The Bahamas provisional liquidator appointed by the Bahamas Supreme Court has also publicly commented that FTX was not authorized to file for bankruptcy in the U.S., taking the position that the assets of all FTX affiliates fall under the umbrella of FTX Digital Markets Ltd, which is a Bahamian entity and should consequently be administered under Bahamian law.

FTX in court documents filed in the US accused the government of Bahamas of ordering SBF to hack FTX’s systems to transfer hundreds of millions of dollars of crypto from FTX to a wallet controlled by the Securities Commission of The Bahamas. The Bahamas Securities Commission denied these allegations and asserted its right to preserve digital assets to safeguard the interests of FDM’s creditors.

Freezing of assets

About USD 650 million worth of cryptoassets was mysteriously hacked and dissipated away from FTX over the past weekend. It is possible with the assistance of forensic onchain analysts to trace the movement of digital assets on the blockchain. It is also possible to obtain worldwide freezing orders against the wallets of these unidentified hackers to try to put a stop to any further dissipation.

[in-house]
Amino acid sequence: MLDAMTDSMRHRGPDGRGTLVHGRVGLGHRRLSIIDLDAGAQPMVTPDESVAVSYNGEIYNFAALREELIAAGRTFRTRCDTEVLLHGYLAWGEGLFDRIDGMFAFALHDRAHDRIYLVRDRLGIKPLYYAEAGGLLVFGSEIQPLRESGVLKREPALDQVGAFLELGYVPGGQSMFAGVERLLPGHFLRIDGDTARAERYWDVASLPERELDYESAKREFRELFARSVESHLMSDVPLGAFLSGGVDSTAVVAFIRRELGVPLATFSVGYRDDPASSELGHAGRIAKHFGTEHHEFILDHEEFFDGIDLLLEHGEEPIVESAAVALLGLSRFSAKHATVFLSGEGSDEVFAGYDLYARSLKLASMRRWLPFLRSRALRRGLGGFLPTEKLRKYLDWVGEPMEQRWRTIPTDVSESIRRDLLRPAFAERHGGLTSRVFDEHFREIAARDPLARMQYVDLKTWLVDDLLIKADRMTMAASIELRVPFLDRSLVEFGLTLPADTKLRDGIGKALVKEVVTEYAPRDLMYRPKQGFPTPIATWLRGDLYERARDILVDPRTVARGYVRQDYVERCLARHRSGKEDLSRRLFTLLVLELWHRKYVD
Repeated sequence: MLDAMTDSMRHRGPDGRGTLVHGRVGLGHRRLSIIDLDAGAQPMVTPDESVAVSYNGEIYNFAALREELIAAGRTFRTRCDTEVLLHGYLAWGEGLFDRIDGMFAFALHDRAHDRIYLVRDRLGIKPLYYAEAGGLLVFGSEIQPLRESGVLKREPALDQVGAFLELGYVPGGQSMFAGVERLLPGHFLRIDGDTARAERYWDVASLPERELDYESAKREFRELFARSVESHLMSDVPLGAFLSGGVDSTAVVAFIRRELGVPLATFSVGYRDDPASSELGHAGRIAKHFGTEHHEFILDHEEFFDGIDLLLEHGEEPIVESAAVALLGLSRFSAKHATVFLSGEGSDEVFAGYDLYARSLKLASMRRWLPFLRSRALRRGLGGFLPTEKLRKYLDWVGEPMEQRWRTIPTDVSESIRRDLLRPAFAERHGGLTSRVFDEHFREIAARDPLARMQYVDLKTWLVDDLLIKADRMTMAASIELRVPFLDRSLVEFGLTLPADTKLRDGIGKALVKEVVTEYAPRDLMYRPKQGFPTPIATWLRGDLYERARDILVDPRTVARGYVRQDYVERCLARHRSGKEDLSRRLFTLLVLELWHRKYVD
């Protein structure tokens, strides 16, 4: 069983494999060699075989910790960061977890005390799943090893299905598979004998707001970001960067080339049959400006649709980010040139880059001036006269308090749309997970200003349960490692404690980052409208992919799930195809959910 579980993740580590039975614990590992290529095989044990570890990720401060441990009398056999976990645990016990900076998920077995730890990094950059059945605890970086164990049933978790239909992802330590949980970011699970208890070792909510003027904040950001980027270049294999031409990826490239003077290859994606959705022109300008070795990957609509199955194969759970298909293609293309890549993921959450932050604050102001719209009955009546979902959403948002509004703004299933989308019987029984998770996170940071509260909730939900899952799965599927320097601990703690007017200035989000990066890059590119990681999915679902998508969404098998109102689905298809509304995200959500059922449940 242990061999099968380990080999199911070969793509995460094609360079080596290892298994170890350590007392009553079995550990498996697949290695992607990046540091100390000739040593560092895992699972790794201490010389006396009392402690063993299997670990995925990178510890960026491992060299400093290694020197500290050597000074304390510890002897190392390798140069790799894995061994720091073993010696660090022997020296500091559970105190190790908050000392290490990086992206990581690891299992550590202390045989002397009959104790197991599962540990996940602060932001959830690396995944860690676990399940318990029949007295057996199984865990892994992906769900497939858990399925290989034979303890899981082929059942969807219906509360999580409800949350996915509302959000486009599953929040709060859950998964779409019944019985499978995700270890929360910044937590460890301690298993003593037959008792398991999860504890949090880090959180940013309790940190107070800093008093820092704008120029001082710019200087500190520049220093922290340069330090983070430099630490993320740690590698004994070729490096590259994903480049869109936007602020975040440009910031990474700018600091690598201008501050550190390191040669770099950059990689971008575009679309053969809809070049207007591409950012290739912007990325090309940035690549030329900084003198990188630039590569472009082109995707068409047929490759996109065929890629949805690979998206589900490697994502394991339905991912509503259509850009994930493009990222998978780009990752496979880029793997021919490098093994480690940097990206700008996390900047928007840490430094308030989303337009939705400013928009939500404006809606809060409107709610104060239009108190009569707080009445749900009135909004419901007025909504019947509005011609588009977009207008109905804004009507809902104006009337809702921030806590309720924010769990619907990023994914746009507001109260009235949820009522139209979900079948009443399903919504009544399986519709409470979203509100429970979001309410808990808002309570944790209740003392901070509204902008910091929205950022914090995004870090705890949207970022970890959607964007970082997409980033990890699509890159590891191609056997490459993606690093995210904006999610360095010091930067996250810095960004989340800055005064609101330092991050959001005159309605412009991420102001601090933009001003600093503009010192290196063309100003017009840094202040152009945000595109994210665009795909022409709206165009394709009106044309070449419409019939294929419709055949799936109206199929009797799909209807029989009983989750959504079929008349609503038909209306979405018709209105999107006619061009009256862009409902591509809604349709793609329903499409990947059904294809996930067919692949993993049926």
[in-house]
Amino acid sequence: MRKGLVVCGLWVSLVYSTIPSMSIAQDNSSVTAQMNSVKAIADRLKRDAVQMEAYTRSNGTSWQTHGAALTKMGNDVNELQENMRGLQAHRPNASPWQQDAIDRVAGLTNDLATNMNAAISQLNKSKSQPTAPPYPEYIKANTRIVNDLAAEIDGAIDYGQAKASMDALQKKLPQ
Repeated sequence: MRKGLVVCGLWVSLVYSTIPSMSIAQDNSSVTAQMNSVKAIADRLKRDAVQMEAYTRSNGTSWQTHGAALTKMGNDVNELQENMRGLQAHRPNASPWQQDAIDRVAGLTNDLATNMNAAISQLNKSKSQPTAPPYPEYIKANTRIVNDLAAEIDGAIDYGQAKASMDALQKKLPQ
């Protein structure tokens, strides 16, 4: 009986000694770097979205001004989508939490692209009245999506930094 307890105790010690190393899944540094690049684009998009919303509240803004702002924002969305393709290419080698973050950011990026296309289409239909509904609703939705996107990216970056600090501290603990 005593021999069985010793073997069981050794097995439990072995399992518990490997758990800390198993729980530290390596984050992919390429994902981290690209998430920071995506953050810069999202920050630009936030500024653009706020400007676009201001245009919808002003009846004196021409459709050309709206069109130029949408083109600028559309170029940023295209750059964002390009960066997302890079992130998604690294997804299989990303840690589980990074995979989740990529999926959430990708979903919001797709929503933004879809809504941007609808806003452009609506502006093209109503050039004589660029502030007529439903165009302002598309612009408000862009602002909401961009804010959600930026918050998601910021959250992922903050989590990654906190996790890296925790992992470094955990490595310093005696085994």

There is precedent from the Singapore Courts where freezing orders have been granted against unknown actors (see CLM v CLN and others [2022] SGHC 46). Likewise, the England Courts have recently granted injunctions against hackers of digital assets (see Osbourne v (1) Persons Unknown and (2) Ozone Networks Inc. [2022] EWHC 1021 (Comm)). We have successfully obtained similar orders from the Singapore and English Courts.

Get in touch with us

This article does not constitute legal advice and shall not be relied upon as such. With our 17 offices in across the world, we have a dedicated global digital assets disputes team with substantial experience in working with clients on cryptoassets disputes including disputes arising out of the digital assets and blockchain space, with Shaun Leong, FCIArb in APAC, Chris LaVigne in the United States, Hussein Haeri our investor state disputes specialist, and Eleni Polycarpou and Tatiana Menshenina in Europe. Please get in touch with us if you would like us to share our expertise or to understand in further detail any of the points covered in this piece.